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Ostomy Wound Manage. 2018 Sep;64(9):12-27.

An Observational, Prospective Cohort Pilot Study to Compare the Use of Subepidermal Moisture Measurements Versus Ultrasound and Visual Skin Assessments for Early Detection of Pressure Injury.

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Department of Biomedical Engineering, Faculty of Engineering, Tel Aviv University, Tel Aviv, Israel.
Gershon Pain Specialists, LLC, Virginia Beach, VA.


Pressure ulcers (PUs) are detected by visual skin assessment (VSA). Evidence suggests ultrasound (US) and subepidermal moisture (SEM) scanner technology can measure tissue damage before it is visible.


A pilot study was conducted to evaluate consistency between SEM and US examinations of suspected deep tissue injury (sDTI).


Using an observational, prospective cohort study design, patients >55 years of age were recruited. VSA, SEM, and US assessments were performed daily for a minimum of 3 and maximum of 10 consecutive days following enrollment. US results were considered indicative of sDTI if hypoechoic lesions were present. SEM readings were considered abnormal when ∆ ≥0.6 was noted for at least 2 consecutive days. Boolean analysis was utilized to systematically determine consistency between US and SEM where sDTI was the clinical judgment.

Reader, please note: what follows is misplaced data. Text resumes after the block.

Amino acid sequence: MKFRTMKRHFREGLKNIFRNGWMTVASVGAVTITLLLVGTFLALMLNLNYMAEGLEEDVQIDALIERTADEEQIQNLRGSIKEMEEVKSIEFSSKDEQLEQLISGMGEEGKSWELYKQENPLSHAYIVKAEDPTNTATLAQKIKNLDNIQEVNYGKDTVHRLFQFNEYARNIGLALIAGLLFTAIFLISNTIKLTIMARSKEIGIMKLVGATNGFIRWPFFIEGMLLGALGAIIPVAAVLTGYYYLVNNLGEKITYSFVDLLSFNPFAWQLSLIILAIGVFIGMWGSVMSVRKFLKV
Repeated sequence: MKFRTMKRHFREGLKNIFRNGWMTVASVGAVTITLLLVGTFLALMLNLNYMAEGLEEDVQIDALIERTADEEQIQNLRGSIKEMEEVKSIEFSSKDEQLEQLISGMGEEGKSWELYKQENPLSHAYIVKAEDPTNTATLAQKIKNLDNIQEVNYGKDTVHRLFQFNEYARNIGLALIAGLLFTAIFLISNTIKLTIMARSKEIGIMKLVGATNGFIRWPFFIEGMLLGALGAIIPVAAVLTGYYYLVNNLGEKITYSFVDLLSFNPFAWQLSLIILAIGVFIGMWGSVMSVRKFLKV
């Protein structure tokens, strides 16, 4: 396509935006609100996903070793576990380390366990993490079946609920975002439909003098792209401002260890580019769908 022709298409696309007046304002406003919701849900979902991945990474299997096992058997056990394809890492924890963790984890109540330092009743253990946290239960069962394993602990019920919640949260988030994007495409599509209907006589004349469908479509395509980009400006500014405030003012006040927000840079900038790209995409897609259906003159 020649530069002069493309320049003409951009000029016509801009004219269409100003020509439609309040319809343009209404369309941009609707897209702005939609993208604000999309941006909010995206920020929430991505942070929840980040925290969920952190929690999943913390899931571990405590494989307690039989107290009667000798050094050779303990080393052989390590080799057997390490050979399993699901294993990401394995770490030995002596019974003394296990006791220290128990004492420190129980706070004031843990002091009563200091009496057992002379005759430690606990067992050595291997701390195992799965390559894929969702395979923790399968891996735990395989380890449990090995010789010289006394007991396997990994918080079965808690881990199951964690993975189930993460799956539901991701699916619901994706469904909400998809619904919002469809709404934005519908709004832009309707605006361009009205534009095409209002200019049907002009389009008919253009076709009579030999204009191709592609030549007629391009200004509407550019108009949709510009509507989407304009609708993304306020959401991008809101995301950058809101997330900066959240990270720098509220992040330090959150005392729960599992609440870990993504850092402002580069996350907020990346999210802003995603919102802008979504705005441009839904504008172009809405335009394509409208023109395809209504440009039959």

Among the 15 participants (10 women, mean age 74 ± 10.9 years), there was consistent agreement between SEM and US when sDTIs existed. For 1 patient who developed a heel sDTI during the study, SEM readings were abnormal 2 days before VSA indicated tissue damage and 3 days before the appearance of a hypoechoic lesion in the US.


US and SEM results were similar, and in an evolving sDTI case, SEM detected a lesion earlier than US.

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